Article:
• All pieces other than the Kings promote when moved into one of the four squares that enemy pieces other than Pawns started on. Pieces dropped onto these squares do not promote when dropped, but promote when they move from one of these squares. Pawns promote to Guardians, Bishops to Dragon Horses, and Rooks to Dragon Kings.
  • The King is replaced by a a Ferz King and a Wazir King. When one of them is moved, then the other one must also be moved in the same turn if at all possible. To win, you must capture (not mate) both of your opponent's Kings. It is perfectly legal to move a King into an attacked square.

The Moves of the Pieces

In addition to their individual moves described below, each piece in Hopgi may also move like a Mao-hopper. A Mao-hopper moves one square orthogonally (left, right, up or down) to an occupied square, and then one further step diagonally outward. For example:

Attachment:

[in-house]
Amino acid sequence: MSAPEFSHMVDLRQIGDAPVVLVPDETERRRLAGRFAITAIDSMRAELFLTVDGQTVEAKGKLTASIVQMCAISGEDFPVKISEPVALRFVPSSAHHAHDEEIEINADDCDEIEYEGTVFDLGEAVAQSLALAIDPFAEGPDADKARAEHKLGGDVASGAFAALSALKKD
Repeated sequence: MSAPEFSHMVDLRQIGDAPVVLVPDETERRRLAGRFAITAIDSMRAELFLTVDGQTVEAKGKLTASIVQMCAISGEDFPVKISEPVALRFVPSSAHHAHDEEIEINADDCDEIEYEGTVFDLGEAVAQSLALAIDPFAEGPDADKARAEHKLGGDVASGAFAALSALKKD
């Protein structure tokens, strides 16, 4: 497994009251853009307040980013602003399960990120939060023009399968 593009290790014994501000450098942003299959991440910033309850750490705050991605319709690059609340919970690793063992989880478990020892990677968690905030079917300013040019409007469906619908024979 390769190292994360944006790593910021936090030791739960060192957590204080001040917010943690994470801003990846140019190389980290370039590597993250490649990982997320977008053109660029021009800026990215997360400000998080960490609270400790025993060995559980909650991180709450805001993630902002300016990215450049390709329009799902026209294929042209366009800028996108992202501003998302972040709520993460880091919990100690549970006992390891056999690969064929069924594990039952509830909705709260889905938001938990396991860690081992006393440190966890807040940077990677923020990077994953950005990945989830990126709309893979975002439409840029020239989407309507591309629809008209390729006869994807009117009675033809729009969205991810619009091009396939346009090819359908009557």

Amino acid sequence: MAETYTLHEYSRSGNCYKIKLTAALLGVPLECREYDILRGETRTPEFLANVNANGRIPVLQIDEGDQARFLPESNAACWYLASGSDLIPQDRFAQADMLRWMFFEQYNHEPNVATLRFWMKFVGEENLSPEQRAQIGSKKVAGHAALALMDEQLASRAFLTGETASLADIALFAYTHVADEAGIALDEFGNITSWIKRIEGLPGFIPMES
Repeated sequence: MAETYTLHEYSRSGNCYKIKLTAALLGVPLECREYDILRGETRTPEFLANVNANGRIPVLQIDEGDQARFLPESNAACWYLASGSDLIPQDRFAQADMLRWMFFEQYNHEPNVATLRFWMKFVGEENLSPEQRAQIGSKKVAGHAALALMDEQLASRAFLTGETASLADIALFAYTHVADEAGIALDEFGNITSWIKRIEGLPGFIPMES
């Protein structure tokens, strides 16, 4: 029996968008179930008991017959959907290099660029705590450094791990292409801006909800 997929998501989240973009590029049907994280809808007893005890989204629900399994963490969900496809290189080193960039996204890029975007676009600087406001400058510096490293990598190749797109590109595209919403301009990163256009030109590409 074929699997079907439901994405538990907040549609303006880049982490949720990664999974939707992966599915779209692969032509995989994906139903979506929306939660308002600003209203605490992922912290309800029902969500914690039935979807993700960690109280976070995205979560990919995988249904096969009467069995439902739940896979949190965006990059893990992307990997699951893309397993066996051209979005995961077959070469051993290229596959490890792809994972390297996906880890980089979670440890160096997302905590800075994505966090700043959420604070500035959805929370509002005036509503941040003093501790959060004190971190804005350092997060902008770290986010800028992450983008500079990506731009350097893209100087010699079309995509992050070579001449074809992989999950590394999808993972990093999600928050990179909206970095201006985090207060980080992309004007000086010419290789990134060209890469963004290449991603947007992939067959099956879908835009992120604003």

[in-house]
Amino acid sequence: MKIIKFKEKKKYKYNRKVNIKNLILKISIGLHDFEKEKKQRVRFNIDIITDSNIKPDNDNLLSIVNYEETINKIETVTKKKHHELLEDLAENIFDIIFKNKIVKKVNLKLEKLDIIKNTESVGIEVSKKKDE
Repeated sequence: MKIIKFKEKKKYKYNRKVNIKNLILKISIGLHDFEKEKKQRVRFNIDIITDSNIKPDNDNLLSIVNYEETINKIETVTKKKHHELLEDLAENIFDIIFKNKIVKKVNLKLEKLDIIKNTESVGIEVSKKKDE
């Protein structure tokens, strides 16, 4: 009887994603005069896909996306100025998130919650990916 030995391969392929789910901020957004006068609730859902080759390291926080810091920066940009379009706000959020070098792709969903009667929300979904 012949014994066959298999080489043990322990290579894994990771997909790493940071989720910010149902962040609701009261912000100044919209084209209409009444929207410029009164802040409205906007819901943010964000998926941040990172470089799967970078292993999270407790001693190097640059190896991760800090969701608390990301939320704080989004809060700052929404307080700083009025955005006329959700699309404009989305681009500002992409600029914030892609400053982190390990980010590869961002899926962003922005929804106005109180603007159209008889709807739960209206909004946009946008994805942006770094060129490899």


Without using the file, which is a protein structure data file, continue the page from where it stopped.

+---+---+---+---+---+---+---+
7  |:::|   |:::|   |:::|   |:/:|
   +---+---+---+---+---+---+---+
6  |   |:::|   |:::|   |:/:|   |
   +---+---+---+---+---+---+---+
5      |   |:::|   |:/:|   |:::|
   +---+---+---+---+---+---+---+
4  |   |:::|   |:/:|   |:*:|   |     
   +---+---+---+---+---+---+---+
3  |:::|   |:/:|   |:p:|   |:P:|     
   +---+---#---+---+---+---+---+
2          |   |:::|   |:p:| W |
           +---+---+---+---+---+
1          |:::|   |   |   |:b:|
           +---+---+   +---+---+
     a   b   c   d   e   f   g

The White Wazir King on g2 may either leap over the Black Pawn on f2 to capture the Pawn on e3, or it may leap over the White Pawn on g3 to land in the empty square at f4 (marked with a blue circle or a '*'). Note that a piece on c1 could not leap to b3 even if there was a piece on c2, as the diagonal portion of the move would be illegal as c2 does not connect to b3 (see board note 1 above).

The pieces:

  • The Wazir King moves one step orthogonally (up, down, left or right). If a Wazir King is moved, and the moving player still has a Ferz King, the Ferz King must be moved as well if any legal move is available.
  • The Ferz King moves one step diagonally. If a Ferz King is moved, and the moving player still has a Wazir King, the Wazir King must be moved as well if any legal move is available.